While president of the Popeyes, Buteau was personally courted by Sonny Barger, the leader of the Hells Angels and the most famous Hells Angel of them all, to persuade his fellow Popeye members to join the Angels. Initially, the Hells Angels had planned to "patch over" the Devil's Disciples, but as the Popeyes had eliminated them, Barger switched over to courting Buteau.[3] The Popeyes, Montreal's strongest outlaw biker club, become Canada's first Hells Angels chapter on December 5, 1977. Barger, a legend with the Hells Angels, awarded Buteau his colors and respected him so much that he was the only Canadian authorized to use the title of "Hells Angels International".[3] Barger praised Buteau and the Popeyes as the most "hardcore" outlaw bikers in Canada, thereby making them the ones most worthy of becoming Hells Angels.[3] Shortly afterwards, in January 1978, the Montreal chapter of the Satan's Choice biker gang "patched over" to become Outlaws, thereby importing the traditional rivalry between the Outlaws and Hells Angels into Canada.[3]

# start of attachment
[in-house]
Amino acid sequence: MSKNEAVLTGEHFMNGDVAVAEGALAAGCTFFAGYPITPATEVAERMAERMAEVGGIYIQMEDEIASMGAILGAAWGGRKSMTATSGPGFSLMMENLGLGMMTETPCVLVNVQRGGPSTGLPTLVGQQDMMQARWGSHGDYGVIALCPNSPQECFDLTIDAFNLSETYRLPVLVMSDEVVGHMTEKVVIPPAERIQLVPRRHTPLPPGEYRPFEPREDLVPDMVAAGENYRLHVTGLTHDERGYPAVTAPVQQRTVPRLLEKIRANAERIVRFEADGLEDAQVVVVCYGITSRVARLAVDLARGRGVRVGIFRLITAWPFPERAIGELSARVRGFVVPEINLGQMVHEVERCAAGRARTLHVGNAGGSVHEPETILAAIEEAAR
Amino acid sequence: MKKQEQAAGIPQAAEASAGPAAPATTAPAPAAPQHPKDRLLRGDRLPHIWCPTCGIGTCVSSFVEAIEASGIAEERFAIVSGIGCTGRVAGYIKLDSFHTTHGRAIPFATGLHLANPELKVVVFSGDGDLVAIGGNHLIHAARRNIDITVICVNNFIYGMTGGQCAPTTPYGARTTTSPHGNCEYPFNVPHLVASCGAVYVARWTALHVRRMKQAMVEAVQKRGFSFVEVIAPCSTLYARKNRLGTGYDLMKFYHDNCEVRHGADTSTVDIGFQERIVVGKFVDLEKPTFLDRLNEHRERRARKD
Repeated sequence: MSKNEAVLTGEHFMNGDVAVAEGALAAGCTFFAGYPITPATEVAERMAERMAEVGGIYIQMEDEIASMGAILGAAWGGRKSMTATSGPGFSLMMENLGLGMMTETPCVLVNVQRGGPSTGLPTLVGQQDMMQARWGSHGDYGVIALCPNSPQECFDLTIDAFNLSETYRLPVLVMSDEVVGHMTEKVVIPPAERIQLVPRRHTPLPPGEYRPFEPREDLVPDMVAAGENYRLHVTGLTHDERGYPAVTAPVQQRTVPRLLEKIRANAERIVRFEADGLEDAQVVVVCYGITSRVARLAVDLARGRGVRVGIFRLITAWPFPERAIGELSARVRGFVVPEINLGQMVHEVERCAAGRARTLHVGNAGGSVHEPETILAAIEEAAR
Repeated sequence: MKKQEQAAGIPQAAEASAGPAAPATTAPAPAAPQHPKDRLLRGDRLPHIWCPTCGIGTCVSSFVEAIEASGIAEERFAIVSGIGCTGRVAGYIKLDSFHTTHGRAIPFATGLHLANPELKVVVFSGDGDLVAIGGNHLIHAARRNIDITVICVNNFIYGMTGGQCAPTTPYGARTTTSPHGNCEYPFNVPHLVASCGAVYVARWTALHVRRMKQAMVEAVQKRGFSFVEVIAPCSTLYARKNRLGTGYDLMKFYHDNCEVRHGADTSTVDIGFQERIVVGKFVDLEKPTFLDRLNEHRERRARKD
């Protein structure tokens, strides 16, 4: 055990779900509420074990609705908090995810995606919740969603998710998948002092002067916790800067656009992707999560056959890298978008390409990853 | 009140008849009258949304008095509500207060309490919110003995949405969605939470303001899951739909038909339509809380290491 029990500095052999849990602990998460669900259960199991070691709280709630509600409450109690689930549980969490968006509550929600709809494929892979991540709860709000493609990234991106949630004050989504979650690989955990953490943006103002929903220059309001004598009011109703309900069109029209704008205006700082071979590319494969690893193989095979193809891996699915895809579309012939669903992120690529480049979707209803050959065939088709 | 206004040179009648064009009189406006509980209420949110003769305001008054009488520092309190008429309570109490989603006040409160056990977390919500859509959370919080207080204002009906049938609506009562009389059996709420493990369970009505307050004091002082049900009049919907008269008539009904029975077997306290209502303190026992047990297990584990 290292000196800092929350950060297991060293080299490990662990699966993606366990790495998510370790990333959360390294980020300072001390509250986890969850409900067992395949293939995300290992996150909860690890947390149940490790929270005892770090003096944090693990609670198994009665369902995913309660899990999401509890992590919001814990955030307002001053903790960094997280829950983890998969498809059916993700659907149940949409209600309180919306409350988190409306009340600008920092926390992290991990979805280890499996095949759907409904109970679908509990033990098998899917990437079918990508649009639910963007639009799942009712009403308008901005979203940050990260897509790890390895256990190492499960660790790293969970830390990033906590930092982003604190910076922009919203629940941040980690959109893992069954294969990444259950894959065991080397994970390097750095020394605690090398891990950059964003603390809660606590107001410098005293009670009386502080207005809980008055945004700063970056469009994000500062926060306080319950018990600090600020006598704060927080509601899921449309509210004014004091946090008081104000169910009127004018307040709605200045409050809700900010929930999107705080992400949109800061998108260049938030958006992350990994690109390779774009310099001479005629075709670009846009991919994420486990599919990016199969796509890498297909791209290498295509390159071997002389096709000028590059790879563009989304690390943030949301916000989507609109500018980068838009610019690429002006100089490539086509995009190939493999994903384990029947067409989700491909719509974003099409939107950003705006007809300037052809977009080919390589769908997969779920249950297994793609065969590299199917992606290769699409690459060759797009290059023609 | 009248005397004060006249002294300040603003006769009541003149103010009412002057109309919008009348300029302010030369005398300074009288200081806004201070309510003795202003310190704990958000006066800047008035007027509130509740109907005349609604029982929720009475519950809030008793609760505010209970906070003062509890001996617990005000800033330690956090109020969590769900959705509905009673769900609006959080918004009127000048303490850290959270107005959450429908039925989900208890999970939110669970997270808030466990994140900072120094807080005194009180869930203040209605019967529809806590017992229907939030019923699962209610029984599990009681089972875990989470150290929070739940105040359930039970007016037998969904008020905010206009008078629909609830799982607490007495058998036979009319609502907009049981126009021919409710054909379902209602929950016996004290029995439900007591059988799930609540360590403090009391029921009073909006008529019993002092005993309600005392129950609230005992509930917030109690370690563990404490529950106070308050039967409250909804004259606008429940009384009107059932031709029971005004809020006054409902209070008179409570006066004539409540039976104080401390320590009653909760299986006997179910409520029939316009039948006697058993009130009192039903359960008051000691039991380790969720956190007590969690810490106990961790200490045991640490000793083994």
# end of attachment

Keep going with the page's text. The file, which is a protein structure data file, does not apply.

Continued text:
Buteau changed the chapter from a group of beer drinking brawlers to an organized criminal empire. He aspired to have his members to appear clean-shaven, keep lower profiles, and avoid hassles.[1] In 1978, a biker war broke out between the Montreal chapters of the Hells Angels and the Outlaws.[4] The immediate cause of the biker war was the shooting of two Outlaws outside a Montreal bar popular with the Angels by Angels' ace assassin Yves "Apache" Trudeau on 17 February 1978, causing one death, but the more proximate cause was the desire of the Angels to expand into Ontario.[4] By 1980, it was estimated that Angels-Outlaw biker war had caused about 20 murders in Quebec and Ontario, while between 1981 to 1984 another 42 were killed.[4]